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  1. #41
    Join Date
    Jun 2012
    Location
    Sarasota, fl
    Posts
    31

    Default Re: Beginner Queen Rearing using the Joseph Clemens Starter/Finisher

    David, thank you for working on this thread. I have studied your info and read 3 queen books this winter. I live in south west Florida and it is early Spring here. 80degrees during the day now and 60 at night. I have used a version of the Clemmons system 3 rounds so far. The first try I had 4 capped cells and 2 hatched .#1 (Eve) hatched in the incubator on day 10. I introduced her to a new nuc by direct introduction on top of the frames. She had a full frame of brood on both sides at day 15 following introduction. #2 went into a nuc and is now laying also. The other two never hatched and when I opened them up they were partially developed and died in the cell.round two, I had twenty cells capped at day 5. I was really excited. When I went to take them out on day 10 all were chewed open. I neglected to check for starter queen cells. I took the virgins and bees from the starter nuc and made up a ten frame hive and she is laying now, so all was not lost.round three and I had 19 started cells and 13 were capped and removed at ten days. I installed them today into nucs and grafted round 4. I really feel like I am getting the hang of it. I am send this to you to THANK YOU for your work and for sharing the knowledge with all of us on the forum. I thought you would like to hear what I think is a success story, only possible because others shared info and took the time to help others. Jim

  2. #42
    Join Date
    Jan 2009
    Location
    Cookeville, TN, USA
    Posts
    4,140

    Default Re: Beginner Queen Rearing using the Joseph Clemens Starter/Finisher

    I appreciate you saying so, and your experience really highlights the great thing about learning with a system like this - you can easily use it over and over to sharpen your skills. Sounds like you are doing great.

    BTW, If I had an incubator I would put cells in it as soon as they are capped I think. A friend of mine who is an actual queen producer does that to eliminate the chance of capped cells being torn back down in the finisher. I think he also uses some kind of cell protectors to keep an early bloomer from spoiling a batch. An incubator would be good to have.
    Since '09-25H-T-Z6b

  3. #43
    Join Date
    Jan 2012
    Location
    Charles City, VA
    Posts
    76

    Default Re: Beginner Queen Rearing using the Joseph Clemens Starter/Finisher

    what temp and humidity would you keep an incubator with queen cells in it?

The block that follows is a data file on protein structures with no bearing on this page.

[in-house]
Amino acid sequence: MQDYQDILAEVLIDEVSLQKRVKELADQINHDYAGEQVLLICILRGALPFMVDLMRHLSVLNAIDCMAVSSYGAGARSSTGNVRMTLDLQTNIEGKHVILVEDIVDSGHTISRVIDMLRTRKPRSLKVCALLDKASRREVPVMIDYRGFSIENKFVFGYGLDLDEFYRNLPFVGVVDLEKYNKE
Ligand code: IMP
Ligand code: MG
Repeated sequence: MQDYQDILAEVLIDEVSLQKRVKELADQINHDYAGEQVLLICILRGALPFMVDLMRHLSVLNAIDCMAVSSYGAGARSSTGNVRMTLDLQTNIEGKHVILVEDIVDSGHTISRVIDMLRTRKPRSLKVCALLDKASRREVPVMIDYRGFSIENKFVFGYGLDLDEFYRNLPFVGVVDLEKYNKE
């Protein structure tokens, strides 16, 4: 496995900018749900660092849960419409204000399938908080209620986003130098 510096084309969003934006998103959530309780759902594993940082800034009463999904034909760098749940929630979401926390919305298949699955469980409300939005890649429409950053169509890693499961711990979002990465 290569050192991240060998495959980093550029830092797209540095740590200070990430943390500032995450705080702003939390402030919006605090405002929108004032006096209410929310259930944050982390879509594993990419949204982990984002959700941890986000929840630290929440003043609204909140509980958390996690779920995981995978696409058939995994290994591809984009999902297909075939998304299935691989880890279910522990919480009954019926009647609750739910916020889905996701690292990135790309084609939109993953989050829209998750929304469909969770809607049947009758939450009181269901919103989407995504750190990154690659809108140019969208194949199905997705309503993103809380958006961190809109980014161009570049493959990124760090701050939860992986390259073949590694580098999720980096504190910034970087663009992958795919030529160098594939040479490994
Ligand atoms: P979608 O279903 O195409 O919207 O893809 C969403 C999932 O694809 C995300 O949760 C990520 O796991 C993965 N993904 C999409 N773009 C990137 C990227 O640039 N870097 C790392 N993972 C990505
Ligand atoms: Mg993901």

4. #44
    Join Date
    Jan 2003
    Location
    Suffolk, VA
    Posts
    2,726

    Default Re: Beginner Queen Rearing using the Joseph Clemens Starter/Finisher

    Optimal 92.2 - 93.2 F
    RH is less sensitive 50-70 is probably fine.
    Horseshoe Point Honey -- http://localvahoney.com/

  5. #45
    Join Date
    May 2005
    Location
    Indianapolis, Indiana, USA
    Posts
    310

    Default Re: Beginner Queen Rearing using the Joseph Clemens Starter/Finisher

    What happens to the cell builder after you removed the first round of capped cells on the 10th day? Is it ready to be used right away? Do you split it up and put a fresh one together? Or do you simply keep adding fresh frames with capped brood to have a steady supply of hatching brood in the cell builder? Thank you for your time in putting this together David. I sure am excited to try grafting for the first time this spring!!
    Last edited by Marc; 02-18-2013 at 12:59 PM. Reason: Spelling

  6. #46
    Join Date
    Jan 2009
    Location
    Cookeville, TN, USA
    Posts
    4,140

    Default Re: Beginner Queen Rearing using the Joseph Clemens Starter/Finisher

    You can use it again right away, but as long as you are continuing to use it you need to give it at least one good frame of brood per week. When you place your new grafts you want them to be pretty much the only open brood in the hive, so ideally you give it frames of capped/emerging brood. Although there is almost always a few larva that they build queen cells from, so you have to check for those once a week too. Still, the maintenance doesn't take much time at all.

    When you're finished queen rearing for the year just remove the queen includer (if used) and let a queen hatch into the cell builder - although you might want to put it into a larger hive setup first so that they don't immediately swarm.

    I'm looking forward to this season too. Good Luck.
    Since '09-25H-T-Z6b

  7. #47
    Join Date
    Sep 2009
    Location
    Myrtle Beach, SC, USA
    Posts
    876

    Default Re: Beginner Queen Rearing using the Joseph Clemens Starter/Finisher

    David what is the queen includer used for?
    https://www.facebook.com/stevesbees99
    Please visit my page, Thanks

  8. #48
    Join Date
    Jan 2009
    Location
    Cookeville, TN, USA
    Posts
    4,140

    Default Re: Beginner Queen Rearing using the Joseph Clemens Starter/Finisher

    It's between the bottom board and the hive body - to keep a lost virgin from taking over. If you have a separate mating yard it is less needed than if your mating nucs are close.
    Since '09-25H-T-Z6b

  9. #49
    Join Date
    Dec 2010
    Location
    Coatesville, Pa, USA
    Posts
    839

    Default Re: Beginner Queen Rearing using the Joseph Clemens Starter/Finisher

    I am SOOOO thankful that there's this kind of info here and it isn't deleted after a given ammt. of time. Barry hat's off to you!!! Here is a thread I was following a couple years back. There's a TON of good info on this thread from Joseph Clemens and others.

    http://www.beesource.com/forums/show...o-great-queens

  10. #50
    Join Date
    Aug 2012
    Location
    Plantsville, Ct.
    Posts
    176

    Default Re: Beginner Queen Rearing using the Joseph Clemens Starter/Finisher